• [0017]
    Each section of the metadata file could include the following: a uniform resource locator (URL) assigned to an attribute or a function of the managed object, one or more command names, a description of both optional and required arguments, and a description of the format of response data. There are three types of internal commands that are supported by both the user interface and the managed object, which are used by the user interface for communication with the managed object. The GET command enables an operator to request data from the managed object. The SET command enables simple modifications of existing data. The INVOKE command enables complex operations associated with the managed object, including creation of new data. Together, these three internal commands in conjunction with URLs for attributes of the managed object(s) encompass all the various device management operations. Each of the three commands may be invoked for one URL assigned to an attribute of the managed object, instead of a separate URL for each command for one attribute of the managed object. For example, a URL may be assigned to the internet protocol (IP) address of a managed object. User operations may require viewing and changing the IP address. Those operations may be mapped onto the GET and SET internal commands applied to or operating on the URL that identifies an IP address attribute. Accordingly, the assignment of a URL to an attribute of the managed object, together with the user interface support commands, enables an operator to efficiently communicate with the managed object.
  • [0018]
    Following interpretation of the operator command at step (60), each section of the metadata file is parsed accordingly (62). The syntax tree created at step (58) is then searched for a command name matching the command provided by the operator (64). A test is then conducted to determine if the operator input command was found in the syntax tree (66). A negative response to the test at step (66) is indicative of a syntax error. A message is provided to the operator indicating that the operator command syntax is improper (68). However, a positive response to the test at step (66) is indicative that the operator command syntax is proper, and the remainder of the operator input command(s) is parsed for required and optional arguments (70). FIG. 2 b is a continuation of the flow chart of FIG. 2 a, further illustrating the communication with a managed object. Following step (70) in which the remainder of the operator input command(s) is parsed, a subsequent test is conducted to determine if the operator's command input conforms to the syntax specified by the syntax tree (72). A negative response to the test at step (72) is an indication that there is a syntax error associated with the operator input command (74). A message is provided to the operator indicating that the command is invalid, and correct usage with an illustration of the correct parameters may be provided. However, a positive response to the test at step (72) is an indication that the parse has been completed. In response to a completed parse of the operator command, the managed object performs that input command and returns a response to the operator (76). The action at step (76) includes invoking an action on the appropriate URL of the specified attribute of the managed object using at least one of the GET, SET, or INVOKE commands. A server performs the assigned action and returns a response to the user interface (78). Thereafter, the response is formatted and displayed to the operator (80). Accordingly, following the process of building a syntax tree to interpret an operator input command, the syntax tree is used to interpret the operator command syntax.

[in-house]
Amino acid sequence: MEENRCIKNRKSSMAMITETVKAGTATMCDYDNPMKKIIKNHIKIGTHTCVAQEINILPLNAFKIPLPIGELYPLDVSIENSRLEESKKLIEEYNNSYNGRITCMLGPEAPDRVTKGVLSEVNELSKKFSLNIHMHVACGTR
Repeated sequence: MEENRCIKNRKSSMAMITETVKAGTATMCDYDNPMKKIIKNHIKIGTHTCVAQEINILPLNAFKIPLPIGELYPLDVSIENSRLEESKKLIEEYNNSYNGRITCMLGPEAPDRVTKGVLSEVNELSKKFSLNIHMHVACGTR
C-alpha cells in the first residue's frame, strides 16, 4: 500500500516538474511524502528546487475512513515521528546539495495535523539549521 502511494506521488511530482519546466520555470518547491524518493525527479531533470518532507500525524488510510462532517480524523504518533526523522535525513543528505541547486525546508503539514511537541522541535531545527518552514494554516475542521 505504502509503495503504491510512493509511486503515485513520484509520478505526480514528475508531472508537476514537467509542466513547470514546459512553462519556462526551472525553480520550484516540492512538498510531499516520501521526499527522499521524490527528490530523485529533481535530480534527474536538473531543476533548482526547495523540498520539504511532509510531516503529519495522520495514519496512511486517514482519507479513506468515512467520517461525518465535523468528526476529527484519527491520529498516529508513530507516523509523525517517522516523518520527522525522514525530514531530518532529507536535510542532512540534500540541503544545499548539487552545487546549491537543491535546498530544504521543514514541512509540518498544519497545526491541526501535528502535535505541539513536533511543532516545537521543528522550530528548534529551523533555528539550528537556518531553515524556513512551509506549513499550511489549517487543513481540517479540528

• [0019]